The Oklahoma City pharmacist convicted of murder for fatally shooting a robber has fired his attorney. Jerome Ersland fired Oklahoma City attorney Irven Box by letter.
“I no longer desire your services on my case as of April 6,” Ersland wrote Box in the notarized termination letter.
Box, a longtime Oklahoma City attorney, began representing Ersland shortly after the 2009 shooting. Box was the pharmacist's lead attorney at the murder trial last year. Box already has begun Ersland's appeal at the Oklahoma Court of Criminal Appeals.
Box said the letter was delivered to his law office Tuesday.
“I wish him the best,” Box said.
Representing Ersland now is Doug Friesen, an Oklahoma City attorney who specializes in cases involving gun rights. In an online letter to gun owners, Friesen calls himself “Your Gun Lawyer.”
A news conference is set for Wednesday morning at Friesen's law office.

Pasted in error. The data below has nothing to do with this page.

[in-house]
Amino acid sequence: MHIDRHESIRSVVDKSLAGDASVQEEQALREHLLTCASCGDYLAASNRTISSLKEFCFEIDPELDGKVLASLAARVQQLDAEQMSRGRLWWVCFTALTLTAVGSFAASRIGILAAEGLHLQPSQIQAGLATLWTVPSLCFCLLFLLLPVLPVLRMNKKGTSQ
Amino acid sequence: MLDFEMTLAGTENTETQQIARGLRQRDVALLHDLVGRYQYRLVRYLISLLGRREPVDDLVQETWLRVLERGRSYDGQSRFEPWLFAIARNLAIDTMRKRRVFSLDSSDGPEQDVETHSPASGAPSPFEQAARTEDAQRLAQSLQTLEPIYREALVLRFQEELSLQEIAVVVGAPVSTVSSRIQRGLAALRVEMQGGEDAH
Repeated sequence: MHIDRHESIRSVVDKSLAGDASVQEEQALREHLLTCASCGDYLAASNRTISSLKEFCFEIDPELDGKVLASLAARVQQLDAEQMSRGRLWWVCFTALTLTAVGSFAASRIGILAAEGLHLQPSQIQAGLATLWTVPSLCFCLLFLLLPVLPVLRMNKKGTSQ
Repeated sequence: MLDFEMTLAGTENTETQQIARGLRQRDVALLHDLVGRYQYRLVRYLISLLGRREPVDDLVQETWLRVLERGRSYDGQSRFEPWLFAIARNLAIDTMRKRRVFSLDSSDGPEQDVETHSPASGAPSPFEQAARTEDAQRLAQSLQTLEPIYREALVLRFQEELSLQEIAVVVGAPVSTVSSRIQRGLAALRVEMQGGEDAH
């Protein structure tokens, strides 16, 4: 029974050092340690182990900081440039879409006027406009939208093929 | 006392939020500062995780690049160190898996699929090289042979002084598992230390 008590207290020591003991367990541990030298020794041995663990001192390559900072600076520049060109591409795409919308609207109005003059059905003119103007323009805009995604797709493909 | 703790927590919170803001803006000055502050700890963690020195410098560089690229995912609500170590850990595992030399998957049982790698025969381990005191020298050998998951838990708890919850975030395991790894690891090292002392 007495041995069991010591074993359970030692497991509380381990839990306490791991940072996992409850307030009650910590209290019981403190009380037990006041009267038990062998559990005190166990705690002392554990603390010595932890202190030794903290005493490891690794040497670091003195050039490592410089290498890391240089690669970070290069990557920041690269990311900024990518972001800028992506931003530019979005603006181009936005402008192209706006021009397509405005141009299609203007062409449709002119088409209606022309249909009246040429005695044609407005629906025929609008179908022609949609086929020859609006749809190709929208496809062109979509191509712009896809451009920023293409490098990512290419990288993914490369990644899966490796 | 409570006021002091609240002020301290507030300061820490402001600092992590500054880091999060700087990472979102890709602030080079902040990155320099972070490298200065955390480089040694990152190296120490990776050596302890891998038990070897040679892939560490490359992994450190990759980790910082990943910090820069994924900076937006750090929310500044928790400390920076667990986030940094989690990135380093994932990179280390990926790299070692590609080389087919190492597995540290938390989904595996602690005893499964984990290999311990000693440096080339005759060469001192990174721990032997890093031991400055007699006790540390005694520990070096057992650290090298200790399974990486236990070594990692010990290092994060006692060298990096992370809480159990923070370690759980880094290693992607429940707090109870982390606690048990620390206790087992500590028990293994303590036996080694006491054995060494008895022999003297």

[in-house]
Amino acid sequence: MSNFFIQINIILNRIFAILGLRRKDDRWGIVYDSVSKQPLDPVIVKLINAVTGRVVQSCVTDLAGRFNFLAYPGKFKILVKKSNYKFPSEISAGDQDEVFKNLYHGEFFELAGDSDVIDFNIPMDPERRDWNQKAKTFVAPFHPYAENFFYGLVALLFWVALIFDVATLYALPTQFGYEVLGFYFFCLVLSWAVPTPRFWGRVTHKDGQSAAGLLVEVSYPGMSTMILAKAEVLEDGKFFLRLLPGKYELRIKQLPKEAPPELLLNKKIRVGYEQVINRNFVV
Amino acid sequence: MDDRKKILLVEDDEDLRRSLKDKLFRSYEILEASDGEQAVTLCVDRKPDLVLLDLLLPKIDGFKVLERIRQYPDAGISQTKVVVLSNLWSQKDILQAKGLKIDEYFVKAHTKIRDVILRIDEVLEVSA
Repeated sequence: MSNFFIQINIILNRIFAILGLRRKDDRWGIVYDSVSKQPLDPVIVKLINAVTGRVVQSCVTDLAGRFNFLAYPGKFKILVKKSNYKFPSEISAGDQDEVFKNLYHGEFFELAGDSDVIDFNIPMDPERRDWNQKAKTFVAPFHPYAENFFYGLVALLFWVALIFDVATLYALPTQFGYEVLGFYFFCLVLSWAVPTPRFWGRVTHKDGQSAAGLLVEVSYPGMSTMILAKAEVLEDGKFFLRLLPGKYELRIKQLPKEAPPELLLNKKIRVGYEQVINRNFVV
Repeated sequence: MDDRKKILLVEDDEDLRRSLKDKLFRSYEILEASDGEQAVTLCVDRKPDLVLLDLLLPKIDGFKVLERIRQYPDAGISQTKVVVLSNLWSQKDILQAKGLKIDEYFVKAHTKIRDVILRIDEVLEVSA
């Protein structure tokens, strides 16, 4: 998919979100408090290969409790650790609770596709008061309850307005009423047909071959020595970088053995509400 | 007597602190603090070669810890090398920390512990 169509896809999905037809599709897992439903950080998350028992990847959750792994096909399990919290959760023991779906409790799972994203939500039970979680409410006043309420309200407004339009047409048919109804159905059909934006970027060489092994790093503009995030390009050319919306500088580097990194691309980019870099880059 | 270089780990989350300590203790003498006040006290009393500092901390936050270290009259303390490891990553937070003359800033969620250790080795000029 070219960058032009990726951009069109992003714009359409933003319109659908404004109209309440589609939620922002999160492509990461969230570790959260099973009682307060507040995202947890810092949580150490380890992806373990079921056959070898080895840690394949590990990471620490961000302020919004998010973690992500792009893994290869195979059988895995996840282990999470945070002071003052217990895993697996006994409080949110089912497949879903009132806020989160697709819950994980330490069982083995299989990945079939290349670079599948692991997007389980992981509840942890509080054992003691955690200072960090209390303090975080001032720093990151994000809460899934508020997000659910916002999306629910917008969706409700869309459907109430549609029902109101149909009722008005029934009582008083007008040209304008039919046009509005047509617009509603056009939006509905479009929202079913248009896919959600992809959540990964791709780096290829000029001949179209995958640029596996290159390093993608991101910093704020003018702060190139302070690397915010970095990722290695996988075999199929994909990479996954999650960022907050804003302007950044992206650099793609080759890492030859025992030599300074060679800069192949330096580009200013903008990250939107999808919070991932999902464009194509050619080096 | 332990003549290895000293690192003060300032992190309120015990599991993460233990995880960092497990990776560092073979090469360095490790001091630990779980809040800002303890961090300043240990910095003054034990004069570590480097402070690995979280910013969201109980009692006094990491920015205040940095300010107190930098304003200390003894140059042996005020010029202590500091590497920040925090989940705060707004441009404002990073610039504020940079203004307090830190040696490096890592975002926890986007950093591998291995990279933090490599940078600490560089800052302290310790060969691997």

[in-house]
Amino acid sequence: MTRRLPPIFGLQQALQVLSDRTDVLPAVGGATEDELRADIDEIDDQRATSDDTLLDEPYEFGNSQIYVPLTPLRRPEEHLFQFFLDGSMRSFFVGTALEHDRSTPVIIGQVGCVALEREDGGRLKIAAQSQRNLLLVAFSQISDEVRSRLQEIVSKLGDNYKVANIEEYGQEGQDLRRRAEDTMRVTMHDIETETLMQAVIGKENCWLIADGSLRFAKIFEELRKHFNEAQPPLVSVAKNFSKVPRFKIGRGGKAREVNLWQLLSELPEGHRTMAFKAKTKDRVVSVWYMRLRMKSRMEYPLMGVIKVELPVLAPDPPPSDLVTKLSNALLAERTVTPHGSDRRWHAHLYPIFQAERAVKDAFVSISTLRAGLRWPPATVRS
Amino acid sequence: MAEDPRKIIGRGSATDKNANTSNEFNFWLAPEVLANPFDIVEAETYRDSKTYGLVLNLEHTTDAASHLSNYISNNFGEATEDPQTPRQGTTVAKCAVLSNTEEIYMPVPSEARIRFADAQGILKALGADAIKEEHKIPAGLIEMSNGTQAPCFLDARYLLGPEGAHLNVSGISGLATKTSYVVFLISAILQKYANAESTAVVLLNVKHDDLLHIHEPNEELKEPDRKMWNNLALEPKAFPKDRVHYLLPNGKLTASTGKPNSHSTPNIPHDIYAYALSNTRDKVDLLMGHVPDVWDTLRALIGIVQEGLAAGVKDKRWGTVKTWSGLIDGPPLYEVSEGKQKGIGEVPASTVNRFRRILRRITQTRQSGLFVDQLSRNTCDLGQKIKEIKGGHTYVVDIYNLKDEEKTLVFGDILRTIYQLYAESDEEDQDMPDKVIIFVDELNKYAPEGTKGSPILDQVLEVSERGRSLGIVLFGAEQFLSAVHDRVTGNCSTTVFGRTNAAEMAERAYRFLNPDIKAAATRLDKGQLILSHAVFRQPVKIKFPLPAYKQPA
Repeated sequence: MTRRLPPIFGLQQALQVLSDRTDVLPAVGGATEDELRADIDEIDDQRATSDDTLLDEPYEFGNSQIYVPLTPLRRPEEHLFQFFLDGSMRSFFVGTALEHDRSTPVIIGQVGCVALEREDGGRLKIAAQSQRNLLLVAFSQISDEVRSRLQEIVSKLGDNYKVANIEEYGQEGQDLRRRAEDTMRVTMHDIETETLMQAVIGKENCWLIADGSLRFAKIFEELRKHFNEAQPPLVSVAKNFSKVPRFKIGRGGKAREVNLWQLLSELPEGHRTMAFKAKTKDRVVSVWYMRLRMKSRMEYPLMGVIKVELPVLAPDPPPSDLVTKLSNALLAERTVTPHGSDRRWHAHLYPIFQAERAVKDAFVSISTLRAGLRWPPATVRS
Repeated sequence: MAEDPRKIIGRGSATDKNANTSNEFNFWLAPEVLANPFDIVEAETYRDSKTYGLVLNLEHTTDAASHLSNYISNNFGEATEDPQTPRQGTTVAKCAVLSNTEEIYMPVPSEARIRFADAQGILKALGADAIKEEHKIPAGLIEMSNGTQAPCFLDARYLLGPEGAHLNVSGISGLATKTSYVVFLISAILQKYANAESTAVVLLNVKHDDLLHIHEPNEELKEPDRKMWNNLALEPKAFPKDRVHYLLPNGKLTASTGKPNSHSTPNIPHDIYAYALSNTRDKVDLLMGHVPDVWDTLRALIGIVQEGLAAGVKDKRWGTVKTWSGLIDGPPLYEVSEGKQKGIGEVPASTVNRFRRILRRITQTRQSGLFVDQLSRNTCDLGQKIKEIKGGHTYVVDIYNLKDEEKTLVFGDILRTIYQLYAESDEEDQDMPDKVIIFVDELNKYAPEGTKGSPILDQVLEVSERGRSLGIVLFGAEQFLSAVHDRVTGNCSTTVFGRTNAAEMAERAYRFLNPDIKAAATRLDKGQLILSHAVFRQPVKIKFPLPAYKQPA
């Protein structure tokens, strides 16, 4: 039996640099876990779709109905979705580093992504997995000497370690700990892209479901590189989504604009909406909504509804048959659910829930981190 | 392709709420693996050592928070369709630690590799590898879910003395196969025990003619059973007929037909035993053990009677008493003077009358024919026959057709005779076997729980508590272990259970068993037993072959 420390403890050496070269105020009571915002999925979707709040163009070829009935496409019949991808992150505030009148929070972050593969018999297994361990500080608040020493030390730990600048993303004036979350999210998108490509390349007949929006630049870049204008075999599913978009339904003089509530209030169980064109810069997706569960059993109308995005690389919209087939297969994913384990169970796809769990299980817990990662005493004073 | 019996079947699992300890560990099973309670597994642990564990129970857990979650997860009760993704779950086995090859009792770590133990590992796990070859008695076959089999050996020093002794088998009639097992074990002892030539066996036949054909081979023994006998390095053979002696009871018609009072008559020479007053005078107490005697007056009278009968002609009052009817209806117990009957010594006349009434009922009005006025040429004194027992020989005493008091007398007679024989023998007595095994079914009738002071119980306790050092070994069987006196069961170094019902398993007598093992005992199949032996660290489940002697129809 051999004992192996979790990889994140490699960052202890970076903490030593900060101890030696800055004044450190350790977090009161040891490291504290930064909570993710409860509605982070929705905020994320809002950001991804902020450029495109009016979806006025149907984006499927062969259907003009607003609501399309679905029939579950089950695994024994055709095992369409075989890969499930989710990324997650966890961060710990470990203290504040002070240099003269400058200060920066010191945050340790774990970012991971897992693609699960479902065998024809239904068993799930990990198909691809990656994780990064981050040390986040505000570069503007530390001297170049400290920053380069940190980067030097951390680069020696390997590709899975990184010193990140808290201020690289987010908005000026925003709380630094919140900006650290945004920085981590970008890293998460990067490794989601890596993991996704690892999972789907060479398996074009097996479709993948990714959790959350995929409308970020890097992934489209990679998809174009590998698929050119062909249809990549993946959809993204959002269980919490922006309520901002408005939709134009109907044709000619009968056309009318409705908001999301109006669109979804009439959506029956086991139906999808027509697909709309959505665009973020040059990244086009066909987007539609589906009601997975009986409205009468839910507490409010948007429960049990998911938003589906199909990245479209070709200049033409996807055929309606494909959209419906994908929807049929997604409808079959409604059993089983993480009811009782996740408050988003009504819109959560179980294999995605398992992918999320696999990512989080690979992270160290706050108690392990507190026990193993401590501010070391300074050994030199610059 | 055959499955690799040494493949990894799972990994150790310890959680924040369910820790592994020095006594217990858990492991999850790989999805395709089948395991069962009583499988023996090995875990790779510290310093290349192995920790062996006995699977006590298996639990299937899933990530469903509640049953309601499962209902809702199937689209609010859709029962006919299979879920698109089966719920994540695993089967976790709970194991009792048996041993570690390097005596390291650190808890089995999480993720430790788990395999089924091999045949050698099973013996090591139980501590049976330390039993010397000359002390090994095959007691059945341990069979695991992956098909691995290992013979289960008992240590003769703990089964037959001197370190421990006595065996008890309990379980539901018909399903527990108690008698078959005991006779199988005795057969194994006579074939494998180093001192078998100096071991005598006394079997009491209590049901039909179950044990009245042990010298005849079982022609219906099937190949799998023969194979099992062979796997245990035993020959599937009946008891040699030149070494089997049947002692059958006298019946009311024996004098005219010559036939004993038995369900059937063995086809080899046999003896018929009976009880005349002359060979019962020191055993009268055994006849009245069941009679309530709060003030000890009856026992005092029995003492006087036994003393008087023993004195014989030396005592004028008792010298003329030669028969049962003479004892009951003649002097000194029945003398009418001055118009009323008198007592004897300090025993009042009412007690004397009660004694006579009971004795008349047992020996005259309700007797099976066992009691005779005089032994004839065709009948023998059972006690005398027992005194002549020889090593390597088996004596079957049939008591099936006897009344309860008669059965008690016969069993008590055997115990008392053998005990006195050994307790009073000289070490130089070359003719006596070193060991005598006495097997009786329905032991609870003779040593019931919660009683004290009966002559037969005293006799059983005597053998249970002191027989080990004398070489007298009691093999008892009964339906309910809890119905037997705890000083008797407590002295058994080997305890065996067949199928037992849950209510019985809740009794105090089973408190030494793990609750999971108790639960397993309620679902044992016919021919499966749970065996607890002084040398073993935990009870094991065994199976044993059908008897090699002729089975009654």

Ersland changed attorneys because he was unhappy with his appeal, supporter Karen Monahan said Tuesday.
She and another supporter, Sen. Ralph Shortey, R-Oklahoma City, visited Ersland in prison Friday. “He didn't like the appeal at all. He just said with that appeal, he didn't think he had a chance. ... That's kind of what turned him right there,” Monahan said.
An Oklahoma County jury found Ersland guilty of first-degree murder for fatally shooting Antwun Parker, 16, inside the pharmacy. Ersland, 60, was sentenced to a life term in prison.
Parker and a friend, Jevontai Ingram, then 14, went into the Reliable Discount Pharmacy in south Oklahoma City near closing time May 19, 2009, at the urging of two men. They had been told to ask for the prescription drug OxyContin.
The men gave Ingram a gun, according to testimony in the criminal case. Parker was unarmed.
The pharmacist shot Parker in the head as the boy pulled on a mask inside the store, according to surveillance recordings. He then chased Ingram outside. He next came back inside the store, got a second gun and shot Parker five more times.
Ersland admitted to the shooting but gave conflicting accounts of what happened.
Prosecutors at his trial contended he went too far when he shot Parker again because the unarmed robber by then was unconscious from the head wound and not moving on the floor.
Ersland's attorneys said he was a hero who defended two female co-workers and himself.